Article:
Atmosphere recognized for interval management research

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Telemetry and mission management software company Atmosphere has received an award from NASA for its work on developing interval management with Boeing.

Interval management is a way for air traffic controllers to more precisely manage the space between aircraft, so they fly closer together. The technique uses ADS-B, a new positioning technology that uses satellite navigation to track and broadcast the position of aircraft during flights.

Atmosphere, which is based in Toulouse, France participated in NASA’s Air Traffic Management (ATM) Technology Demonstration 1 project (ATD-1) through the use of its Planet software. Planet enables data to be exchanged on terrestrial and satellite networks and can be used for tracking flights, the health monitoring of aircraft and telemetry.

The research project was led by Boeing Research and also involved Honeywell, united Airlines and Jeppesen.

The system developed and tested for ATD-1 transmitted ADS-B data from three test aircraft and all surrounding aircraft, creating a real-time display of aircraft position, all relevant information about that aircraft, location of airspace and route structures, as well as weather and wind conditions.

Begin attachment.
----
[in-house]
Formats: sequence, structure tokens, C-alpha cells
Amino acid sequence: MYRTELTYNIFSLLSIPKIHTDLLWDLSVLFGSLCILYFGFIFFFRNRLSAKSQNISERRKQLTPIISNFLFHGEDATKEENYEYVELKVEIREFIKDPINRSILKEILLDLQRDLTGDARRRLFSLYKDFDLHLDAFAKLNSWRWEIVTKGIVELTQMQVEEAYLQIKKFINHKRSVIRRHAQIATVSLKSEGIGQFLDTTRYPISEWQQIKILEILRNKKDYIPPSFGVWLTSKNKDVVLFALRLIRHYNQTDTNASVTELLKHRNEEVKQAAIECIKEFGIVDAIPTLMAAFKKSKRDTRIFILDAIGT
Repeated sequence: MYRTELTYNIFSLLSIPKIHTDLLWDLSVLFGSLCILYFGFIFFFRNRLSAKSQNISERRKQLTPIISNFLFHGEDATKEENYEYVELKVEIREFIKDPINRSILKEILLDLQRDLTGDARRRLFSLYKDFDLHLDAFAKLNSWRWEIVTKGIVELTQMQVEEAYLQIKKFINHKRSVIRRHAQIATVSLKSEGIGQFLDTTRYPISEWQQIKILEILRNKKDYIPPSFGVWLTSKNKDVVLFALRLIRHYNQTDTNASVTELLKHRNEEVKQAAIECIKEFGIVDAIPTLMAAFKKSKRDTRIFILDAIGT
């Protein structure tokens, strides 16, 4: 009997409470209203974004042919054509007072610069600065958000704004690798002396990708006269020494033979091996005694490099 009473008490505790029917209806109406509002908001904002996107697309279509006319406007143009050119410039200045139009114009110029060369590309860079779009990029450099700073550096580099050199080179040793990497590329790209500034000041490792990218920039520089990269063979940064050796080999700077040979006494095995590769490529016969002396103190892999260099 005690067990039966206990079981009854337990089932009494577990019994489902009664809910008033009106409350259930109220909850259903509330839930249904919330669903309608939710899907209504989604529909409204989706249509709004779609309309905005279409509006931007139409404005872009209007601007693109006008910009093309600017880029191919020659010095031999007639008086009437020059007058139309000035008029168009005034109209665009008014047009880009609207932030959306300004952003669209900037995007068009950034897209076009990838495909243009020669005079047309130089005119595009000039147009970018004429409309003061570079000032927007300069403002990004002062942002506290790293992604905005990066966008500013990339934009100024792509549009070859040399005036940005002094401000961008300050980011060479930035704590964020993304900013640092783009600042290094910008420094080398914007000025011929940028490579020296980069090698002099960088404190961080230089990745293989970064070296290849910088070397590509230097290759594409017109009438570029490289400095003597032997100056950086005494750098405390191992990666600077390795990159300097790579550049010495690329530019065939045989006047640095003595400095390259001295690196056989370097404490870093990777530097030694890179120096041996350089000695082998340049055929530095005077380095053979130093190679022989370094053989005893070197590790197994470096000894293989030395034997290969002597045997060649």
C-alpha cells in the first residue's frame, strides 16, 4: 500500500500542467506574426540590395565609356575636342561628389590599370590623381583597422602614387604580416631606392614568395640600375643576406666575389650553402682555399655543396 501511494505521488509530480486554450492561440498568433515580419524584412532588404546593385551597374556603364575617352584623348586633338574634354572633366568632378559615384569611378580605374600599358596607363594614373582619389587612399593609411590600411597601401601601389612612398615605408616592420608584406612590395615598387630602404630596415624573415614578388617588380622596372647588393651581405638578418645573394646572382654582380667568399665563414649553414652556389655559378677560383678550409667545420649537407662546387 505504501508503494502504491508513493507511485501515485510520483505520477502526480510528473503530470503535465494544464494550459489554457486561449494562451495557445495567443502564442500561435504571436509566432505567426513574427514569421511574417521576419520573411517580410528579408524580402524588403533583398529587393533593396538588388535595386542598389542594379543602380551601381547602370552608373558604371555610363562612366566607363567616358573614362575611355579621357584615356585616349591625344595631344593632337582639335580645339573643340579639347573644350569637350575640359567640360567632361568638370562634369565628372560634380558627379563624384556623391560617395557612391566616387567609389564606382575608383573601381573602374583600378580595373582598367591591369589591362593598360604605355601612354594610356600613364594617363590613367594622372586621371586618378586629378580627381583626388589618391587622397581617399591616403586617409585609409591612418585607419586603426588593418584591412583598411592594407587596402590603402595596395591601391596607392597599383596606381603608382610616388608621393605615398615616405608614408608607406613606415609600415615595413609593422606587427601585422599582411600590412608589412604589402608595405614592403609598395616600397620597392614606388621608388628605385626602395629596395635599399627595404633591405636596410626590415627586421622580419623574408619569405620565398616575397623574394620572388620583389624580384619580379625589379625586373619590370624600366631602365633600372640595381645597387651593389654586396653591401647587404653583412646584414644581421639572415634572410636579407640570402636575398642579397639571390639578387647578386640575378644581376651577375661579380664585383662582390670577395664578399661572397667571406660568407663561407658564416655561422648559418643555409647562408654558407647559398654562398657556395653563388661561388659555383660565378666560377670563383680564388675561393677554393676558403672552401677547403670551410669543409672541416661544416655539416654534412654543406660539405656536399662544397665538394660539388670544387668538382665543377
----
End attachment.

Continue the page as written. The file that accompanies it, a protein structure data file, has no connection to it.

The Planet software was used by the flight test director, during flight testing to coordinate the correct sequence of test runs between the three aircraft and the air traffic control facilities.

Brian Baxley, the NASA Principal Investigator of the experiment said, “Without the real-time and constant traffic and situation awareness that Planet provided, the flight test director could not have conducted the flight test in the safe and efficient manner that it was.”

The display from the Planet software was also used aboard all three aircraft by flight crew and researchers, and in the flight test coordination room at the Boeing Commercial Aircraft facility on the ground. Additionally, it was used by observers at NASA Langley and Ames Research Centers, as well as the NASA and FAA Headquarters during the two-month flight test campaign.

The three test aircraft

The three test aircraft (Image: NASA)

Jean Marc Gaubert, CEO of Atmosphere, said, “Interval management is one of the ways technology is being used to make air transport more efficient and is going to become essential as the number of aircraft flying increases.

“ATD-1 was an important project and it is a real honour to be recognised by NASA for our contribution. The Ground Achievement Award is fully in line with Atmosphere’s team spirit, and we are happy to share this honour with major players like Honeywell, Boeing, and United Airlines.”

 

 

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Ben has worked all of his career as a journalist and now editor, covering almost all aspects of technology, engineering and industry. In the last 16 years he has written on subjects from nuclear submarines and autonomous cars to future design and manufacturing technologies and commercial aviation. Latterly editor of a leading engineering magazine, he brings an eye for a great story and lots of experience to the team.

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